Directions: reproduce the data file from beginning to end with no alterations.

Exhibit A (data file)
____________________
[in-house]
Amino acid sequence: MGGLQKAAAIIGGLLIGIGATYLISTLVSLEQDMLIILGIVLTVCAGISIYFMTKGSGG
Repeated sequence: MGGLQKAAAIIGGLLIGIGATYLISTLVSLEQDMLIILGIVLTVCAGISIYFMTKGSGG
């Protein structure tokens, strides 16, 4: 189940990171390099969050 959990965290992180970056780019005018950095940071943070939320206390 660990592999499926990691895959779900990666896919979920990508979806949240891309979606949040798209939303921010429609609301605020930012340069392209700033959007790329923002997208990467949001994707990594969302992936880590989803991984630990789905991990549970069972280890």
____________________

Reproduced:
[in-house]
Amino acid sequence: MGGLQKAAAIIGGLLIGIGATYLISTLVSLEQDMLIILGIVLTVCAGISIYFMTKGSGG
Repeated sequence: MGGLQKAAAIIGGLLIGIGATYLISTLVSLEQDMLIILGIVLTVCAGISIYFMTKGSGG
């Protein structure tokens, strides 16, 4: 189940990171390099969050 959990965290992180970056780019005018950095940071943070939320206390 660990592999499926990691895959779900990666896919979920990508979806949240891309979606949040798209939303921010429609609301605020930012340069392209700033959007790329923002997208990467949001994707990594969302992936880590989803991984630990789905991990549970069972280890």